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CORONET HEAD HALF EAGLES, NO MOTTO (1839-1865)

Liberty Coronet No Motto Half Eagles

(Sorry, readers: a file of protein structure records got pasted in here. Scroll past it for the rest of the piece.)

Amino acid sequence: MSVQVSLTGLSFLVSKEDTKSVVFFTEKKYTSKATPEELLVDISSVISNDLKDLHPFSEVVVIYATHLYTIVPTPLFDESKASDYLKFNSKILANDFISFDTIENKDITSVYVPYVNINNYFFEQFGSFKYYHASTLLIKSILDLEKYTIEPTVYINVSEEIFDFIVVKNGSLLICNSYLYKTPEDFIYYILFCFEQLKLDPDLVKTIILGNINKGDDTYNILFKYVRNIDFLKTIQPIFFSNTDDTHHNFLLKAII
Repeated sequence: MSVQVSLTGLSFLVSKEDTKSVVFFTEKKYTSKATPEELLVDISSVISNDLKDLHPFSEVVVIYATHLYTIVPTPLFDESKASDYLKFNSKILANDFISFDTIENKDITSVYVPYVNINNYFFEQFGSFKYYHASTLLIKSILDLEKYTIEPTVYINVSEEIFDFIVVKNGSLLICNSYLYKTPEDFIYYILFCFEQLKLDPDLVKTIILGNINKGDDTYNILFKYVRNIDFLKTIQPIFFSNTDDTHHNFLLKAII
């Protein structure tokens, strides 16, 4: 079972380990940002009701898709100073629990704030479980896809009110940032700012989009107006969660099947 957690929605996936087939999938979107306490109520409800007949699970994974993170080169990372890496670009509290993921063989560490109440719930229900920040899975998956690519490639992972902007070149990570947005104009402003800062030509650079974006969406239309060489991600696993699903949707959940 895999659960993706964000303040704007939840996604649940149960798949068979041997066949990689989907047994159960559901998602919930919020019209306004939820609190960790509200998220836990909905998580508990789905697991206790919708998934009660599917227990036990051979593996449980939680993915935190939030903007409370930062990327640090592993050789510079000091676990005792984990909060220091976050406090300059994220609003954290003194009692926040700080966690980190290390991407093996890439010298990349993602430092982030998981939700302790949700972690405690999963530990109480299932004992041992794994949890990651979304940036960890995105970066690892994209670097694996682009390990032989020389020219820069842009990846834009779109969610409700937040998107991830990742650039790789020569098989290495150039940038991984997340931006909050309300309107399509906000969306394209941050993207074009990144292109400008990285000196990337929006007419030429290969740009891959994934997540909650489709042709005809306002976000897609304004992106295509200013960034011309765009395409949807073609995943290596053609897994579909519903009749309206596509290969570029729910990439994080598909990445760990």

WHEN IT BECAME APARENT that Mint Engraver William Kneass was unlikely to recover from his stroke of 1838, the new Assistant Engraver Christian Gobrecht had to take over his duties (though not his title or full salary), and one of the assignments awaiting him was to revise the designs of the half eagle. In line with Director Patterson's concept of uniformity, the designs of the $10, $5 and $2.50 coins were to be as nearly as possible alike; therefore, the new half eagles were to show an adaptation of the designs adopted for the eagle in the fall of 1839. Those dates 1839 have a head of Ms. Liberty differing in many details (note especially the lower outline of truncation) from those of 1840-65; this date 1839 is also remarkable both for its overdates (two different 1839/38 dies being known) and for having mint marks only on reverse, above VE. The coins of 1840 come in two sizes: the "broad mill" pieces " about 4000 issued in Philadelphia, smaller quantities from each branch mint " have very wide borders and fine edge reeding, the diameter about 15/16" as on coins of 1834-39, the far less rare "narrow mill" coins having narrower border, coarser edge reeding, and diameter about 14/16" through 1907. Reverses continued to have small letters similar to those of 1839 through part of 1842 in Philadelphia, later coins through 1865 having redesigned edge (much larger arrowheads) and larger letter. Large letter reverses are found on some Dahlonega Mint coins in 1842, but on other branch mint issues only beginning in 1843. The major rarity with small letters is the 1841 O, of which only 50 were coined, August 1841, using an 1840 reverse. One of the two specimens known was reported in the October 1938 Numismatist by R.L. Speice; it is not now located. The other turned up before 1909 in possession of William H. Woodin (later Secretary of Treasury), later bring owned by Waldo Newcomer, Col. E.H.R. Green (son of Wall St.'s Hetty Green), King Farouk of Egypt, and Josiah Lilly; it is now in the Smithsonian Institution with the remainder of the Lilly bequest. There are many later rarities without motto; probably the most famous being the 1854 S, of which only 268 were coined " the tiny supply of parting acids available in California (necessary for bringing the silver content of local gold bullion down to legal limits from its normal 12%) had to be reserved mostly for making double eagle. Only three are traced, one of them owned by the same parties as the 1841 O but going from Farouk to Mrs. R Henry Norweb, a second in the Louis Eliasberg collection, the third formerly in the Wolfson collection and now believed to be with the Lilly estate in the Smithsonian. However, by and large, mintages are higher than with other denomination; the main business of the various mints then was making half eagles, half dollars and (in Philadelphia) cents. These coins were made to use, and specimens are normally found in Very Fine condition with plenty of bag marks " few Proofs were made for collectors. One dramatic episode took place in 1861: the Confederacy took over all three Southern branch mints (New Orleans, Charlotte, and Daholnega), firing all employees who declined to swear allegiance to the Stars and Bars, and issuing coins from Union dies (half dollars and twenties at New Orleans, half eagles at the other two mints). The 1861 C and 1861 D half eagles made by the Confederacy cannot be positively distinguished from the Union issue, as the same dies were used for both, through the C mint fives with cracked reverse die (through MER) are believed to be the 887 issued by the CSA. The last few Philadelphia years of this No Motto type are rare low mintages; the only really common date is 1861, made from bullion obtained from remelted small size gold dollars. Later dates mostly went overseas for international payments acceptable only in fold, and were melted there; today they are prizes, the 1865 especially rare. The last coinage without motto was 9000 18866S fives issued in February before the new dies arrived; these have long been cherished even in well worn conditions.

 

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